Margaret Jennings says industrially produced trans fats raise LDL cholesterol (the ‘bad’ kind) and are present in many foods, but not always labelled.
The next time you reach out for that biscuit or muffin, cracker or taco, think of your heart rather than your stomach.
Although you might assume you have a healthy diet, how educated are you, really, about the hidden trans fats in your foods, which have been widely linked to cardiovascular disease (CVD), the biggest killer of older people in Ireland?
While we might be feeling quite virtuous, avoiding the chips, hash browns, chicken nuggets and kebabs — fried foods are foremost as dietary nasties in our minds — the list offered by the World Health Organisation (WHO) stretches further than those oily baddies.
It includes baked goods like pies, biscuits, buns, cakes, pastries and sweet rolls; ready-to-microwave popcorn; wafers, tacos and tortillas; shortening (in many products); partially hydrogenated oils (in many products), and some margarines.
Up to 60% of those products’ fat can come from manufactured or industrial trans fats.
Naturally occurring trans fats — generally from animal and dairy products — which can comprise up to 6% of their fat, don’t have a negative health impact, says dietician, Paula Mee.
“But the industrial trans fats, if eaten in excess, have been linked with Alzheimer’s and cardiovascular disease,” she adds.
The artificial fats raise LDL cholesterol — the bad kind — and reduce levels of the good HDL cholesterol.
The link to CVD is indisputable, says Professor Ivan Perry, head of epidemiology and public health at UCC.
“The man-made, manufactured trans fats, which are chemically altered to make them more suitable for cooking and widely used in confectionary, really have no place in our diet at all,” he says.
“They were designed for the convenience of the food industry and are a potent cause of cardiovascular disease and stroke. They are probably the most toxic of our fats in our diet.
"Many guidelines suggest less than 1% intake of these trans fats in the diet, but I would say there should be zero-percent intake,” he says.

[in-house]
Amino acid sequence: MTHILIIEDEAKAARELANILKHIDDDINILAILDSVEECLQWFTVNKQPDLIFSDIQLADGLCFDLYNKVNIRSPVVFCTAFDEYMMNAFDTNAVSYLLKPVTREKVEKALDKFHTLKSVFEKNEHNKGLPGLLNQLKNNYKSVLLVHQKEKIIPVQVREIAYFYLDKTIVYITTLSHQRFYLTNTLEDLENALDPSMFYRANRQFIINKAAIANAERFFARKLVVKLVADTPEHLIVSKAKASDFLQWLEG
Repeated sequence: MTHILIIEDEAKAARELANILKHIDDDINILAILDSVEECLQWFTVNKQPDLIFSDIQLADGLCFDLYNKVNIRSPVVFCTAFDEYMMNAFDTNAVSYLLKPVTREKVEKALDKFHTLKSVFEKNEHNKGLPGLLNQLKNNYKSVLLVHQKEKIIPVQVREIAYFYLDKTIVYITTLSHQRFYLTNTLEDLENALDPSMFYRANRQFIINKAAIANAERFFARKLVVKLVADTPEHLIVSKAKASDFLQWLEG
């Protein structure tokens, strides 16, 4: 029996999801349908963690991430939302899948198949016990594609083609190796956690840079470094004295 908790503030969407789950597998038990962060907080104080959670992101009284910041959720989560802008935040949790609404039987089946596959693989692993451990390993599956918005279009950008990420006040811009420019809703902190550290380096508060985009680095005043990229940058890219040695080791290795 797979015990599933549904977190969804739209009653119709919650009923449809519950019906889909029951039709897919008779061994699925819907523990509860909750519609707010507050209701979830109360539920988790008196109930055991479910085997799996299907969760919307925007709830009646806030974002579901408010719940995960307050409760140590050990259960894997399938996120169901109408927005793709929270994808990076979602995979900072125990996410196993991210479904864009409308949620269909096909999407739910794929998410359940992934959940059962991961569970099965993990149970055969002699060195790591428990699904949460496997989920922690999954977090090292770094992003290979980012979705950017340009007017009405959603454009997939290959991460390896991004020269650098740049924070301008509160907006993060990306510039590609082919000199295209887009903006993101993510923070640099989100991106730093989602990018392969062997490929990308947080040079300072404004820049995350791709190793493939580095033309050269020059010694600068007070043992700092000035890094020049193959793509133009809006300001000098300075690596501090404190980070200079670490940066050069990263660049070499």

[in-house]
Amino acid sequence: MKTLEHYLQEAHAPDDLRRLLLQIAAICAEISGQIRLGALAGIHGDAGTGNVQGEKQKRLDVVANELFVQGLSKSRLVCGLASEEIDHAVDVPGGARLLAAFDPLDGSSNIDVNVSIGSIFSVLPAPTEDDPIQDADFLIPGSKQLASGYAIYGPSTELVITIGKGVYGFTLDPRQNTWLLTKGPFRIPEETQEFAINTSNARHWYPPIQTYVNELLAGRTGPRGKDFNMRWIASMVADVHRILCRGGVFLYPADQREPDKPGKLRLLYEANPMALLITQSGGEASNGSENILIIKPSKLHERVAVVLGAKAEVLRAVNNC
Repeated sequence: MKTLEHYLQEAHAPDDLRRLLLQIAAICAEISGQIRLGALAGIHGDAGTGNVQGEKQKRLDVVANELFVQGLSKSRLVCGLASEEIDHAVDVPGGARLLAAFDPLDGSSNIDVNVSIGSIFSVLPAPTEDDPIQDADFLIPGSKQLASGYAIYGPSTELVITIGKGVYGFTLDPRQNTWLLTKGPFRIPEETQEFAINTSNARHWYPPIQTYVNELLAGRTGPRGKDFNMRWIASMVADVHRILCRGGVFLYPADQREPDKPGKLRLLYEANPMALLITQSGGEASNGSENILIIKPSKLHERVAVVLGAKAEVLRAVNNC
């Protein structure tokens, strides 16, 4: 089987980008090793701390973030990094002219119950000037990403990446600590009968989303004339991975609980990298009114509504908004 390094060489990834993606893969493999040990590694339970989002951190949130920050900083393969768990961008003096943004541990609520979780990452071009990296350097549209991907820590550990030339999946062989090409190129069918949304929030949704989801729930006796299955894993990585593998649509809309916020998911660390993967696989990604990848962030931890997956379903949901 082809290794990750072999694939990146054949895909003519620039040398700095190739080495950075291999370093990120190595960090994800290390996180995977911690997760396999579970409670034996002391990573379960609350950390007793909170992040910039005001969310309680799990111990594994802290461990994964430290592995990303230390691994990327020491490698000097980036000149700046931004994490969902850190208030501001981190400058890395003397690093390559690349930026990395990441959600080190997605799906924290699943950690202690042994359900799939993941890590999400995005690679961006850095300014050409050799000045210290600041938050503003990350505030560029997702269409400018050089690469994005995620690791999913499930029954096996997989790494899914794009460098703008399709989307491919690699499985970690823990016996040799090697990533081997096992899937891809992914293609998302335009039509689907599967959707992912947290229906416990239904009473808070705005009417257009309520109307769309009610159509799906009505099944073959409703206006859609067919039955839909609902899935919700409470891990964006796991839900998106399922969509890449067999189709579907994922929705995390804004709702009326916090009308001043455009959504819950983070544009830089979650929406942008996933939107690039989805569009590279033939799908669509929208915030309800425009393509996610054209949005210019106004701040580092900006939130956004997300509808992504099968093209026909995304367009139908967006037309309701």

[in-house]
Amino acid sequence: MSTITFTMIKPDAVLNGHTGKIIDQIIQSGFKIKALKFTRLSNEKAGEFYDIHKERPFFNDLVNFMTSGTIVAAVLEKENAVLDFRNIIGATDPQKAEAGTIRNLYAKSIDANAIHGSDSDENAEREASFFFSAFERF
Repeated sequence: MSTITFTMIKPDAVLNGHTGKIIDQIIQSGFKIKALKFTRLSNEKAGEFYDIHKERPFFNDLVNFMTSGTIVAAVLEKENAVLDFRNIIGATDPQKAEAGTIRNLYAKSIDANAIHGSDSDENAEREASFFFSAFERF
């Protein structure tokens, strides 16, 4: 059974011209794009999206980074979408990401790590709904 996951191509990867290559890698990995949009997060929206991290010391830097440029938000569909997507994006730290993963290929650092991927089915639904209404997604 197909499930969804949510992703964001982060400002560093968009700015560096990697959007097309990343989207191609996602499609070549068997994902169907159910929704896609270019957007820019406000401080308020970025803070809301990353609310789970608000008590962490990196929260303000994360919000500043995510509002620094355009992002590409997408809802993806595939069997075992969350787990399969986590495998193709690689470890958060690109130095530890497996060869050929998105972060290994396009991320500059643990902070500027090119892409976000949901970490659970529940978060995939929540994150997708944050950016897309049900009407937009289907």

And the trans fat content might not be outlined on food labels, either.
“The new European nutrition label does not include trans fats, although many researchers believe them to be worse for blood cholesterol than saturated fat,” says Mee.
“The mandatory nutrition information on a European food only includes the energy value and also the amounts of fat, saturates, carbohydrate, sugars, protein and salt.”
In 2007, the Food Safety Authority of Ireland (FSAI) commissioned a study of trans fats in processed foods sold in Ireland.
This showed that dried gravies and soups had the highest concentrations of trans fats overall, with 80% of the foods surveyed containing 2% trans fat as a percentage of total fat.
Then why are they still available here? We should have a ban on trans fats across Europe, but it’s hard to get agreement between the countries, says Perry.
Regulation of trans fats in Ireland comes under the minister for health’s brief and it’s clear it’s a public health issue.
A US study, published last month, led by Yale researcher, Dr Eric Brandt, found that people living in areas that restrict trans fats in foods had fewer hospitalisations for heart attack and stroke, compared to residents in areas without restrictions.
“Food manufacturers in the US have been obliged to label trans fats in their foods since 2006,” says Mee.
This has led to the food industry significantly cutting back on how many trans fats they use.
"Currently, Denmark, Austria, Hungary, and Latvia have their own legal limits on industrially produced trans fats in foods. Belgium, Germany, the Netherlands, Poland, the United Kingdom, and Greece have voluntary measures to reduce them.”
A WHO policy report in 2015 states that removing trans fats from the food supply is “possibly one of the most straightforward public health interventions for reducing CVD risk and improving nutritional quality of diets”.
And while it recommends reducing our intake to less than 1% of our total daily energy intake, Mee says this is impossible for us, the shoppers, to do, without adequate labelling and a national public health campaign.
In the meantime, the best we can do to keep CVD risk from trans fats at bay is to eat a Mediterranean diet, says Perry.
“It’s not just about fats, but the dietary pattern. Eating the Med diet with fresh fruit, salads, fish and healthy oils — and less butter, full-fat dairy cheese and processed junk — that’s the key message.”
Mee agrees. And they both say that although diet is a big player in keeping the risk of CVD away, as we age, exercise, not smoking, and managing stress are also key.
And if you do want a forbidden ‘treat’, like a muffin, now and again, go for a quality product, which is less likely to have higher levels of trans fats, says Perry.
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